Irish Wildlife Trust asking public for help to chart wildfires

Irish Wildlife Trust asking public for help to chart wildfires
Air Corps helicopter helping to extinguish a major fire in Killarney National Park, Co Kerry, last year.

Campaigners are charting wildfires across Ireland this year over fears they threaten to wipe out entire wildlife species.

National conservation charity the Irish Wildlife Trust (IWT) says it is setting up a database of countryside blazes because no official figures exist.

Padraic Fogarty, campaign officer with the organisation, is urging people to get in contact if they spot a fire.

"Last year seemed like a particularly bad year for wildfires with many of our upland areas and national parks badly damaged," he said.

"However we don't have the figures to say how bad it really was."

The IWT says illegal wildfires around the country are driving some wildlife species to extinction.

They are particularly concerned at outbreaks during the bird nesting season, which they say destroy local wildlife habitats as well as causing air and water pollution.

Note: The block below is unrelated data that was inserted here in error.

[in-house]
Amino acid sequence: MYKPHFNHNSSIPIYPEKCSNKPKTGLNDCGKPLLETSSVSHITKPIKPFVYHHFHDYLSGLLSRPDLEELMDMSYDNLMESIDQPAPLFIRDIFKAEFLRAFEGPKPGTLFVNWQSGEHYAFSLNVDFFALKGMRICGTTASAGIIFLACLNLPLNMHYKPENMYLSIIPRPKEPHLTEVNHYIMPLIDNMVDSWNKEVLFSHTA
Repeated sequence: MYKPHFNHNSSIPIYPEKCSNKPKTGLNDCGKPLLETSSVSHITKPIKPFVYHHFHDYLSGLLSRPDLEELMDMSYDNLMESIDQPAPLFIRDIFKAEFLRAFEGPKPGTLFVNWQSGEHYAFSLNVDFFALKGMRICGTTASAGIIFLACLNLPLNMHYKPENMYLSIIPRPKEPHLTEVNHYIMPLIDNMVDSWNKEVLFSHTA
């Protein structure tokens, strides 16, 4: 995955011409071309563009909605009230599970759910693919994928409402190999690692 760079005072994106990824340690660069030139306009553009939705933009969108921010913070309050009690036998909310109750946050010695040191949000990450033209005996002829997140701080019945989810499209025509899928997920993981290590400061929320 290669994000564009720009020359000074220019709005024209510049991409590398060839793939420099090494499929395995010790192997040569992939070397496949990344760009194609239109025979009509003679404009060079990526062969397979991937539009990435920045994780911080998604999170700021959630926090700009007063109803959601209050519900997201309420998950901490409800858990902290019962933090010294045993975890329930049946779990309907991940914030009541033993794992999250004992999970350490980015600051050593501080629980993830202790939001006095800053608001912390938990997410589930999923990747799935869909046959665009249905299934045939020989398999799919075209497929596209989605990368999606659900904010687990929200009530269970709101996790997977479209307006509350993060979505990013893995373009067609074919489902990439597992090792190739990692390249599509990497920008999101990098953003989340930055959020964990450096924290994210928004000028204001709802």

"This year, so far, there seem to have been fewer, perhaps due to the weather," said Mr Fogarty.

"Collecting data on where and when fires are occurring will help us to monitor the impact of fires into the future."

The IWT is urging people who spot wildfires to send in details of where and when they are happening by email to irishwildlife@iwt.ie along with any photos or videos.

The records will be used to monitor the extent and duration of fires and allow the conservationists to analyse their impact.

Separately, more than 17,000 people have already signed a petition calling on the Government to bin legislation extending the period of time in which vegetation can be cut and burned by farmers and landowners.

Farming organisations want the hedge-cutting and upland burning season extended to allow for greater flexibility.

But the IWT, along with Birdwatch Ireland, An Taisce and the Hedge Laying Association of Ireland, says extending the season will have a serious impact on wildlife species and habitats.


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